Bill Clinton electrifies the crowd during a rally for Rich Carmona's U.S. Senate campaign.
The rock star of American politics is with Carmona on a stage erected on Arizona State University's Performance Lawn for a "Get Out The Vote" rally the day before early voting began October 11.
Clinton, Carmona standing at his side, elicits a thunderous roar from the crowd of more than 5,500 attendees — including a throng of young undocumented immigrants who call themselves DREAMers — when the 42nd president of the United States drawls that adopting "the DREAM Act is the right thing to do."
Carmona is a staunch supporter of the federal legislation aimed at creating a path toward citizenship for undocumented youth. Because it offers the potential for life-changing opportunity, he often compares the DREAM Act to the GI Bill, a law that, among other things, covers education expenses for veterans. Carmona, who grew up poor and served in Vietnam, used the benefits to pay for college and medical school.
"There are a lot of Richard Carmonas out there, and they all deserve their chance at their dreams," the former Democratic president declares, drawing more cheers.
See also: Attack ad featuring Penzone accuser Cristina Beato discredited.
Unlike his opponent, Congressman Jeff Flake, who hardly grew up poor and never served in the armed forces, Carmona has maintained consistent support for allowing certain undocumented students an opportunity to earn citizenship by joining the military or working toward college degrees.
About six months earlier, the former surgeon general under another U.S. president, Republican George W. Bush, had stood in front of a room, delivering the same message to the Arizona DREAM Act Coalition.
Over Carmona's shoulder was a giant portrait of Martin Luther King Jr., a universal symbol of social justice. And it's social justice that Carmona pledges to pursue as he speaks to the audience filled with DREAMers.
One of them asks the onetime darling of Republicans whether he will flip-flop on his support of the DREAM Act.
"You never saw me flip-flop," Carmona responded. "On immigration, I've always stood firm . . . I ask you to trust me on that."
Carmona, an Independent before he became a Democrat to seek the Senate seat getting vacated by Republican Jon Kyl, tells New Times that if he's elected, he will lean on the president — whomever voters choose on November 6 — to make the DREAM Act a top priority.
"We should do everything we can to give these youngsters opportunity," he says.
The measure once enjoyed bipartisan support but now is demonized as backdoor amnesty by Tea Party extremists. And that has forced Republicans with moderate views, like Flake, to scurry to the far right to garner political support from the GOP base.
The old Flake, who has represented Arizona's 6th Congressional District since 2001, sponsored multiple comprehensive immigration-reform bills. The old Flake pushed for guest-worker programs for immigrants.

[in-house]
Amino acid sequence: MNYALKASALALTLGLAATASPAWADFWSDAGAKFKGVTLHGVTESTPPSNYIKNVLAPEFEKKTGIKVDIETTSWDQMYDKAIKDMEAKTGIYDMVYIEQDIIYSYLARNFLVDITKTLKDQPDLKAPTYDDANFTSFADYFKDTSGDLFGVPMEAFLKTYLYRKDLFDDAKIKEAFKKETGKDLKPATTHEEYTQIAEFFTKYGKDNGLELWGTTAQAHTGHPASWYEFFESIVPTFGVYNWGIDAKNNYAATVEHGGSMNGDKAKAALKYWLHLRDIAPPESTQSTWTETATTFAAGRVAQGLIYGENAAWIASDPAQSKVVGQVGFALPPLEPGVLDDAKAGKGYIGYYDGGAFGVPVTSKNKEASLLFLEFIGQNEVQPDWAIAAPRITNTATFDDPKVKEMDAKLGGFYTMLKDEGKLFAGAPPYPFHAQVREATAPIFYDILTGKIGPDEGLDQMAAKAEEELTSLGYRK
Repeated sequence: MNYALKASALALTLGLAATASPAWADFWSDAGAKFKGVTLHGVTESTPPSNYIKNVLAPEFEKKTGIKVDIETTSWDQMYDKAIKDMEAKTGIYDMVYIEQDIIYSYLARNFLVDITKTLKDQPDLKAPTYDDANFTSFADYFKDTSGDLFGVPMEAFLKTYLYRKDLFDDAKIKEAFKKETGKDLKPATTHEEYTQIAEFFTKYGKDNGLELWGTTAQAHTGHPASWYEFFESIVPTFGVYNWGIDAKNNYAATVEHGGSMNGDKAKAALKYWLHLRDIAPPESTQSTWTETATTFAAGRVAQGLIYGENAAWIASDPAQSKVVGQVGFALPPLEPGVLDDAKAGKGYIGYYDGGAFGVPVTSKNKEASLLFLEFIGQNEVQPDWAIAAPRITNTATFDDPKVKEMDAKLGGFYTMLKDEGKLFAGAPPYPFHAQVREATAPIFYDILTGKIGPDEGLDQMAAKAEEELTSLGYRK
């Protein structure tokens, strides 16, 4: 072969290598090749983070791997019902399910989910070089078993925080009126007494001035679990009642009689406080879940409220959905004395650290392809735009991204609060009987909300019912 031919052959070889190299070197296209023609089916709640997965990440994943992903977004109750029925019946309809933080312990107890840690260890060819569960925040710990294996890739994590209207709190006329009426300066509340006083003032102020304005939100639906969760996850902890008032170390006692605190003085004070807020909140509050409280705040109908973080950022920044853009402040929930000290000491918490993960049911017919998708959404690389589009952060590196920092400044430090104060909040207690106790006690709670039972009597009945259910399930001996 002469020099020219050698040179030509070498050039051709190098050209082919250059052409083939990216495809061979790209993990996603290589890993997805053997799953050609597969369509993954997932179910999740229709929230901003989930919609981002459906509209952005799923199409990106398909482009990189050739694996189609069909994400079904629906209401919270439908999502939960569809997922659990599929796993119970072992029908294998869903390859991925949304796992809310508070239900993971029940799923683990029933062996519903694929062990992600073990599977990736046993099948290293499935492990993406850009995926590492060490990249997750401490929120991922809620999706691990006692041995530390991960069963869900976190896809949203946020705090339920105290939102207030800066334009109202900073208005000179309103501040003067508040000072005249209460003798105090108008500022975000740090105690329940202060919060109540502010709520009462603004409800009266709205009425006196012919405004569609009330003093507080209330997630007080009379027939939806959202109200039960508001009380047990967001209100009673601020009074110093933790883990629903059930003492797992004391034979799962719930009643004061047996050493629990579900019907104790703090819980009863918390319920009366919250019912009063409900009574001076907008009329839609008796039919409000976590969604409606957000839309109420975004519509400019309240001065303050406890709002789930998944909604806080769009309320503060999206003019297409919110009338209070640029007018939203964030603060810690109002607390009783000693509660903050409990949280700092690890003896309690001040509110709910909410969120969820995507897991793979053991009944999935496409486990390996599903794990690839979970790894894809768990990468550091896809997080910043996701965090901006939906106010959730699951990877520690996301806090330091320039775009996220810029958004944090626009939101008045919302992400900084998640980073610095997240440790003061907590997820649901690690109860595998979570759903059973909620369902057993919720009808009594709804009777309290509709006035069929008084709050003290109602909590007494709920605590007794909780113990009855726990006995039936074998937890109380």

The congressman's campaign didn't return repeated calls for an interview for this story. On Flake's website, however, he explains that he "no longer" supports broad immigration reform.
"I've been down that road, and it is a dead end," he writes. "The political realities in Washington are such that a comprehensive solution is not possible or even desirable given the current leadership. Border security must be addressed before other reforms are tackled."
As for Carmona, he professes a desire to change such realities and reminded the DREAM Act Coalition audience in April of his "commitment to not being a politician but being honest on these issues."
Smiles spread across the faces of the hopeful young immigrants.
The race for the seat that Jon Kyl held for nearly two decades not only is pivotal for DREAMers desperate for an advocate in Washington, its outcome will signal whether Arizona stays a Republican stronghold or becomes a state where Democrats once again can win the highest offices.
It also is one of about a dozen races across the nation poised to determine the balance of political power in the U.S. Senate, where Democrats currently hold a 53-47 majority over Republicans. (Independent senators Joseph Lieberman and Bernard Sanders tend to vote with Democrats.)
Analysis is fluid, as is the Democrats' and Republicans' momentum.
Real Clear Politics, which provides a nonpartisan view of the nation's political landscape, sees 46 seats in Senate going to the Democrats, while 43 are likely to remain in Republican control. That leaves 11 up for grabs in the currently Democrat-controlled Senate — the seat Kyl is leaving in Arizona being one.
Most political pundits dismissed Arizona as a battleground state in the presidential race, assuming it would go to Republican presidential nominee Mitt Romney, just as it had to favorite son Senator John McCain four years ago. But recent polls — even those conducted by GOP-friendly organizations — have shifted the race for the White House in Arizona from leaning toward the GOP to a statistical dead heat to Republican-leaning again.